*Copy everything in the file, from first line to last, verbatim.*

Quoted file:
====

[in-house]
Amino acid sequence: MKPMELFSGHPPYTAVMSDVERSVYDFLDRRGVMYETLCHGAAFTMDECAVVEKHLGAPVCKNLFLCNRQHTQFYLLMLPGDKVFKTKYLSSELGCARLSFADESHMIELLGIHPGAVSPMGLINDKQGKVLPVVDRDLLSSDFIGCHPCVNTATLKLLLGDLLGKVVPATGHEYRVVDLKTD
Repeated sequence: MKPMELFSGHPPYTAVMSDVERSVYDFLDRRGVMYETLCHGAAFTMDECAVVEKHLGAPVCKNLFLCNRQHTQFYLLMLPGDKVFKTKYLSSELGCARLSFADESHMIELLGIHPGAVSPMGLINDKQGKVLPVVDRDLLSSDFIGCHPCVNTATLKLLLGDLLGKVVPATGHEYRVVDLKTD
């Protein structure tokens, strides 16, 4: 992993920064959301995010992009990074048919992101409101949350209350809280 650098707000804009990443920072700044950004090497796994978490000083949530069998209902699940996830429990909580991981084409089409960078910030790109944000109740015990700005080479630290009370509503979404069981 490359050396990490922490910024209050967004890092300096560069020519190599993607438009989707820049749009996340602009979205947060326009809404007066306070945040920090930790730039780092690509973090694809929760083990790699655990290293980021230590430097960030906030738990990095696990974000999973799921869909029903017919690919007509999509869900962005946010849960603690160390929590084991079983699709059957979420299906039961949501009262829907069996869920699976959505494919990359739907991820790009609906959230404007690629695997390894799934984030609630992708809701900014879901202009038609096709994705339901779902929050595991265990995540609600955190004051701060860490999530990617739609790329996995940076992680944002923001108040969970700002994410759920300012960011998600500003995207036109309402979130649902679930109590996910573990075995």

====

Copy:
[in-house]
Amino acid sequence: MKPMELFSGHPPYTAVMSDVERSVYDFLDRRGVMYETLCHGAAFTMDECAVVEKHLGAPVCKNLFLCNRQHTQFYLLMLPGDKVFKTKYLSSELGCARLSFADESHMIELLGIHPGAVSPMGLINDKQGKVLPVVDRDLLSSDFIGCHPCVNTATLKLLLGDLLGKVVPATGHEYRVVDLKTD
Repeated sequence: MKPMELFSGHPPYTAVMSDVERSVYDFLDRRGVMYETLCHGAAFTMDECAVVEKHLGAPVCKNLFLCNRQHTQFYLLMLPGDKVFKTKYLSSELGCARLSFADESHMIELLGIHPGAVSPMGLINDKQGKVLPVVDRDLLSSDFIGCHPCVNTATLKLLLGDLLGKVVPATGHEYRVVDLKTD
């Protein structure tokens, strides 16, 4: 992993920064959301995010992009990074048919992101409101949350209350809280 650098707000804009990443920072700044950004090497796994978490000083949530069998209902699940996830429990909580991981084409089409960078910030790109944000109740015990700005080479630290009370509503979404069981 490359050396990490922490910024209050967004890092300096560069020519190599993607438009989707820049749009996340602009979205947060326009809404007066306070945040920090930790730039780092690509973090694809929760083990790699655990290293980021230590430097960030906030738990990095696990974000999973799921869909029903017919690919007509999509869900962005946010849960603690160390929590084991079983699709059957979420299906039961949501009262829907069996869920699976959505494919990359739907991820790009609906959230404007690629695997390894799934984030609630992708809701900014879901202009038609096709994705339901779902929050595991265990995540609600955190004051701060860490999530990617739609790329996995940076992680944002923001108040969970700002994410759920300012960011998600500003995207036109309402979130649902679930109590996910573990075995």